Is the staggeringly profitable business of scientific publishing bad for science? | Science | The Guardian

Whatever the fate of Sci-Hub, it seems that frustration with the current system is growing. But history shows that betting against science publishers is a risky move. After all, back in 1988, Maxwell predicted that in the future there would only be a handful of immensely powerful publishing companies left, and that they would ply their trade in an electronic age with no printing costs, leading to almost “pure profit”. That sounds a lot like the world we live in now.

Why carbon dioxide has such outsized influence on Earth’s climate – The Conversation

It shouldn’t be surprising that a small amount of carbon dioxide in the atmosphere can have a big effect. We take pills that are a tiny fraction of our body mass and expect them to affect us.

Today the level of carbon dioxide is higher than at any time in human history. Scientists widely agree that Earth’s average surface temperature has already increased by about 2 F (1 C) since the 1880s, and that human-caused increases in carbon dioxide and other
heat-trapping gases are extremely likely to be responsible.

Without action to control emissions, carbon dioxide might reach 0.1% of the atmosphere by 2100, more than triple the level before the Industrial Revolution. This would be a faster change than transitions in Earth’s past that had huge consequences. Without action, this little sliver of the atmosphere will cause big problems.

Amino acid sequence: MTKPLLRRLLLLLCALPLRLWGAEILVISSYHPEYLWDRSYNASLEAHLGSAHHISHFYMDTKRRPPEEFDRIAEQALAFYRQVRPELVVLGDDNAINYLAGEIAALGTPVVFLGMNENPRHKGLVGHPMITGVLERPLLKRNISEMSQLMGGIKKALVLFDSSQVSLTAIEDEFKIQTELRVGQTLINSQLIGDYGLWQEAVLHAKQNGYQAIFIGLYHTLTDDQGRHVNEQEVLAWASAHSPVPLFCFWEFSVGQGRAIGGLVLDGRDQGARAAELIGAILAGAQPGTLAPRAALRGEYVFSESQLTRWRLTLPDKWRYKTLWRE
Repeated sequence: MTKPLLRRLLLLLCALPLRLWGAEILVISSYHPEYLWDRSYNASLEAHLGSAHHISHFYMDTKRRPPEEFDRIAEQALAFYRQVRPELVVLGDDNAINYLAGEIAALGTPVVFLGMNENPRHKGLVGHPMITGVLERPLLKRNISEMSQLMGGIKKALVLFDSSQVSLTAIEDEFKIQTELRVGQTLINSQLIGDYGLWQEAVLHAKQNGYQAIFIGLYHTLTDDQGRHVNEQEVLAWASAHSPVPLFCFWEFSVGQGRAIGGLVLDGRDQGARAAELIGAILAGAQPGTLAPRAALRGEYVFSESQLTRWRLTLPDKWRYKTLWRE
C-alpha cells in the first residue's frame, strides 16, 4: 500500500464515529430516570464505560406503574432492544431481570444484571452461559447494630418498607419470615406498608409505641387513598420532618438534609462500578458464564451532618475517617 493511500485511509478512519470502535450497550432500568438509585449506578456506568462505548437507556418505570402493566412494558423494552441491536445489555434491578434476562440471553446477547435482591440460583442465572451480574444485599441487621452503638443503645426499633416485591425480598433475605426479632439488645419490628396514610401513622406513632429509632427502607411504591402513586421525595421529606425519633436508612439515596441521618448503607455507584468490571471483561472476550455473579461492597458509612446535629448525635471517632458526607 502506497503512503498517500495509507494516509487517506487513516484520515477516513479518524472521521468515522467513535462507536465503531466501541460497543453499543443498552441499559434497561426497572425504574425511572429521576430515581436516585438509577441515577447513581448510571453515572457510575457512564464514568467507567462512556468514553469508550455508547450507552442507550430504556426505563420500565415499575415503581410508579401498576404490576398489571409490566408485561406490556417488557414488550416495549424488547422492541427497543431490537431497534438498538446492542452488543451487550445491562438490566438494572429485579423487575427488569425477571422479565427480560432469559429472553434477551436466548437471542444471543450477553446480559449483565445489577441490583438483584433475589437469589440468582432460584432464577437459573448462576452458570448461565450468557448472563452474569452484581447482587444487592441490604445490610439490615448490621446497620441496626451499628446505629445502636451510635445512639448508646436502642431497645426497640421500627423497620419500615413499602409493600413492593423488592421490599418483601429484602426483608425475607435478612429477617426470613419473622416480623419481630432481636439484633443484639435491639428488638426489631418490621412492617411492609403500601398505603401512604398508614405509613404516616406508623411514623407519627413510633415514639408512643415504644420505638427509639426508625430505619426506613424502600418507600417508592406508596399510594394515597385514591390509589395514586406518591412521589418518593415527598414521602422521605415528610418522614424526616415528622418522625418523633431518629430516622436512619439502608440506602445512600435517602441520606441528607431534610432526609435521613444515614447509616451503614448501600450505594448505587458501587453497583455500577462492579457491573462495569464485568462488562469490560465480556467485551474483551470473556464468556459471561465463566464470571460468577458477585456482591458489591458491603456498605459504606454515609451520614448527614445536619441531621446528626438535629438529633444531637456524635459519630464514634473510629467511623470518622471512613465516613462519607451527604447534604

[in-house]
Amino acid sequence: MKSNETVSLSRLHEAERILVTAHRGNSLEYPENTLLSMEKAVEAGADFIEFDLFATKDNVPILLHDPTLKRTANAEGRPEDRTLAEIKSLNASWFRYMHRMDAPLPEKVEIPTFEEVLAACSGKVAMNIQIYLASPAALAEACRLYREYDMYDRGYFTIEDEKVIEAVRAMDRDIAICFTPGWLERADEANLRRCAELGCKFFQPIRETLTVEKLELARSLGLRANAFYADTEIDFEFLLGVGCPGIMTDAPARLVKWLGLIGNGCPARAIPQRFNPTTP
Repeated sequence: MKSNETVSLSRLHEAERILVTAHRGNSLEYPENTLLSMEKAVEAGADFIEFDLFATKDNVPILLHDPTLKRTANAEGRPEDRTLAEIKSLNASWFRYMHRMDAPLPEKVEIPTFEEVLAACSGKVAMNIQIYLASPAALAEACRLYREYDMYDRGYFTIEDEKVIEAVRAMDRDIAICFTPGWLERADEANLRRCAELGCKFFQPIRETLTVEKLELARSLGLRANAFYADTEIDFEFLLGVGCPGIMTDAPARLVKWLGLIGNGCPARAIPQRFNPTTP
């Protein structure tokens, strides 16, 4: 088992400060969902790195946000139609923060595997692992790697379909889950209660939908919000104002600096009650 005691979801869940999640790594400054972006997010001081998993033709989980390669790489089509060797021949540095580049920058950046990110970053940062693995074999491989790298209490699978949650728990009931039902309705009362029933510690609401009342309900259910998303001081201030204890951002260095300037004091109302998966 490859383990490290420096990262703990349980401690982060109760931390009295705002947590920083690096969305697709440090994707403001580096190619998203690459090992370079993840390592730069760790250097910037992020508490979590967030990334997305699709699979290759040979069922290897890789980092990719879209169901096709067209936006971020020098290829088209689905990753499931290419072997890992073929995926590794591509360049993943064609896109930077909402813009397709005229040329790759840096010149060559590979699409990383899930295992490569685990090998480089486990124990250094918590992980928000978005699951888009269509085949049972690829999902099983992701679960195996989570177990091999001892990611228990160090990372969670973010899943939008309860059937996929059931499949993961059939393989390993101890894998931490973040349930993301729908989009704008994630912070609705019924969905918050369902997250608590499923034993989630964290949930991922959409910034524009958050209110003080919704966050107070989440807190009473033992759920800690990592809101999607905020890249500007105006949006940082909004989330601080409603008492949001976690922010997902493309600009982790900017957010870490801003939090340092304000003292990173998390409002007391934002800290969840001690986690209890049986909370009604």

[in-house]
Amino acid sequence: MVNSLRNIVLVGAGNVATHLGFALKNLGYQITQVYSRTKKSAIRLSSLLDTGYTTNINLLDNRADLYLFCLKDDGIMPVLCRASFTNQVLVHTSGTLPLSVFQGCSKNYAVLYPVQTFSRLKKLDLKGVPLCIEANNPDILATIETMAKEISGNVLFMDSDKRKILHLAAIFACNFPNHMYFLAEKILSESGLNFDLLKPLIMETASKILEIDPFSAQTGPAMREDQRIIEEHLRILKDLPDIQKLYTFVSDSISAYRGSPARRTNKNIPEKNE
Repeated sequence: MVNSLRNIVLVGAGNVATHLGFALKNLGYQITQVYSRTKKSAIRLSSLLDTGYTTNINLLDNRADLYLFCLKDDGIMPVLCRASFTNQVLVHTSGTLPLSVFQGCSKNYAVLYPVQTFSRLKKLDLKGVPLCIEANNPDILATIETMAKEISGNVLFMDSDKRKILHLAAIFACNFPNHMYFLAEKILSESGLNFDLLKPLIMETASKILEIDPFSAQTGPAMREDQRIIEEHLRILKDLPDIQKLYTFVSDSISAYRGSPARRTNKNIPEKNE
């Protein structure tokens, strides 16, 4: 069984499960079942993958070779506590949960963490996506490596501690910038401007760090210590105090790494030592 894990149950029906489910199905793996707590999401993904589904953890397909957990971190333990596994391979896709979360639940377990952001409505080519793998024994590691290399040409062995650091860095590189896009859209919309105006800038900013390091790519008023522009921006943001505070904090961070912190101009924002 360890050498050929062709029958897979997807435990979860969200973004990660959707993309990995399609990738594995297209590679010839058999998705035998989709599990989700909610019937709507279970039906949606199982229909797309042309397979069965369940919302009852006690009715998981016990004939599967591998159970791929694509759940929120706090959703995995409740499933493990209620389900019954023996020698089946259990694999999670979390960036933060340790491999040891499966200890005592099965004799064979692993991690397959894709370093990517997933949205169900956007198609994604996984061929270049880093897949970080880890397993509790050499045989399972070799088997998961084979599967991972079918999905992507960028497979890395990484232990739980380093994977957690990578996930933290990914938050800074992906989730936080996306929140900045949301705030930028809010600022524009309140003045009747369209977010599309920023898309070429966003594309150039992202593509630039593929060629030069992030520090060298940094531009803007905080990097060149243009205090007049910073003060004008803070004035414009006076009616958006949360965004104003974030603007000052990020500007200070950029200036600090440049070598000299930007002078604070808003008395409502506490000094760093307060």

The Commuting Principle That Shaped Urban History – CityLab

In 1994, Cesare Marchetti, an Italian physicist, described an idea that has come to be known as the Marchetti Constant. In general, he declared, people have always been willing to commute for about a half-hour, one way, from their homes each day.

This principle has profound implications for urban life. The value of land is governed by its accessibility—which is to say, by the reasonable speed of transport to reach it.

‘Nudging’ Looked Like It Could Help Solve Key Problems in Higher Ed. Now That’s Not So Clear. – The Chronicl e of Higher Education

Now the results of those expansions are in, and they are discouraging. In recent months, a report on the academic-success project said that it hasn’t identified anything that made a difference. Both
financial-aid studies announced null results. So did the effort to nudge more students to apply to selective colleges. Why didn’t these nudges work for a larger population? And where does this leave students finding their way through college — and all of the people trying to help them?